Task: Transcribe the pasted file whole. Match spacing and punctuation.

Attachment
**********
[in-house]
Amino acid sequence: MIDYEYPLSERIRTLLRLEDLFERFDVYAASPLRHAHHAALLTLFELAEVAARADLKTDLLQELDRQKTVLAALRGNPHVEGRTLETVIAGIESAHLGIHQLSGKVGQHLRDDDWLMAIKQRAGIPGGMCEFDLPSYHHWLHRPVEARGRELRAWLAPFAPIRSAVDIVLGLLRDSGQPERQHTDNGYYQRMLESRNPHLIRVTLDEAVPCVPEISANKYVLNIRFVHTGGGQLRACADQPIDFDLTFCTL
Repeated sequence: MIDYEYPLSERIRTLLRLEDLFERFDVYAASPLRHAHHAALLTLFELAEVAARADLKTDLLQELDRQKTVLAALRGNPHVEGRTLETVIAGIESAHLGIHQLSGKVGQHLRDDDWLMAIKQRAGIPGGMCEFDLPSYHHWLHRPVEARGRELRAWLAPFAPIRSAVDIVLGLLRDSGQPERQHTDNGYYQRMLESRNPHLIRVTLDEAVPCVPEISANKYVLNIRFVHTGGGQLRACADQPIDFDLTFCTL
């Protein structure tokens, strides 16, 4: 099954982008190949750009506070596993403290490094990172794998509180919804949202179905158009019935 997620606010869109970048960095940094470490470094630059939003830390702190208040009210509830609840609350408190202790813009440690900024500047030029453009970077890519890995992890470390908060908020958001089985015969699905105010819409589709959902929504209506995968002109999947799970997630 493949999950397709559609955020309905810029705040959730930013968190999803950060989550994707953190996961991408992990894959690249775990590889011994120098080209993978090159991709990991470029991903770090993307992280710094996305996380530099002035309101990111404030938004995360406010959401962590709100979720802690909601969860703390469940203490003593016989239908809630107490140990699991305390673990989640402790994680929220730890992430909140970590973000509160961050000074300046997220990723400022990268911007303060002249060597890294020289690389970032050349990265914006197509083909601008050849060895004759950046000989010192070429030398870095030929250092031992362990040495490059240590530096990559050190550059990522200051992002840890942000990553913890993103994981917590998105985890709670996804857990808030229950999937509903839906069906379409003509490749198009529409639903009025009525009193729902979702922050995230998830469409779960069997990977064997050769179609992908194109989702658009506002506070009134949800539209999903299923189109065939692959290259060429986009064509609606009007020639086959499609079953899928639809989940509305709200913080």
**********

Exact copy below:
[in-house]
Amino acid sequence: MIDYEYPLSERIRTLLRLEDLFERFDVYAASPLRHAHHAALLTLFELAEVAARADLKTDLLQELDRQKTVLAALRGNPHVEGRTLETVIAGIESAHLGIHQLSGKVGQHLRDDDWLMAIKQRAGIPGGMCEFDLPSYHHWLHRPVEARGRELRAWLAPFAPIRSAVDIVLGLLRDSGQPERQHTDNGYYQRMLESRNPHLIRVTLDEAVPCVPEISANKYVLNIRFVHTGGGQLRACADQPIDFDLTFCTL
Repeated sequence: MIDYEYPLSERIRTLLRLEDLFERFDVYAASPLRHAHHAALLTLFELAEVAARADLKTDLLQELDRQKTVLAALRGNPHVEGRTLETVIAGIESAHLGIHQLSGKVGQHLRDDDWLMAIKQRAGIPGGMCEFDLPSYHHWLHRPVEARGRELRAWLAPFAPIRSAVDIVLGLLRDSGQPERQHTDNGYYQRMLESRNPHLIRVTLDEAVPCVPEISANKYVLNIRFVHTGGGQLRACADQPIDFDLTFCTL
């Protein structure tokens, strides 16, 4: 099954982008190949750009506070596993403290490094990172794998509180919804949202179905158009019935 997620606010869109970048960095940094470490470094630059939003830390702190208040009210509830609840609350408190202790813009440690900024500047030029453009970077890519890995992890470390908060908020958001089985015969699905105010819409589709959902929504209506995968002109999947799970997630 493949999950397709559609955020309905810029705040959730930013968190999803950060989550994707953190996961991408992990894959690249775990590889011994120098080209993978090159991709990991470029991903770090993307992280710094996305996380530099002035309101990111404030938004995360406010959401962590709100979720802690909601969860703390469940203490003593016989239908809630107490140990699991305390673990989640402790994680929220730890992430909140970590973000509160961050000074300046997220990723400022990268911007303060002249060597890294020289690389970032050349990265914006197509083909601008050849060895004759950046000989010192070429030398870095030929250092031992362990040495490059240590530096990559050190550059990522200051992002840890942000990553913890993103994981917590998105985890709670996804857990808030229950999937509903839906069906379409003509490749198009529409639903009025009525009193729902979702922050995230998830469409779960069997990977064997050769179609992908194109989702658009506002506070009134949800539209999903299923189109065939692959290259060429986009064509609606009007020639086959499609079953899928639809989940509305709200913080």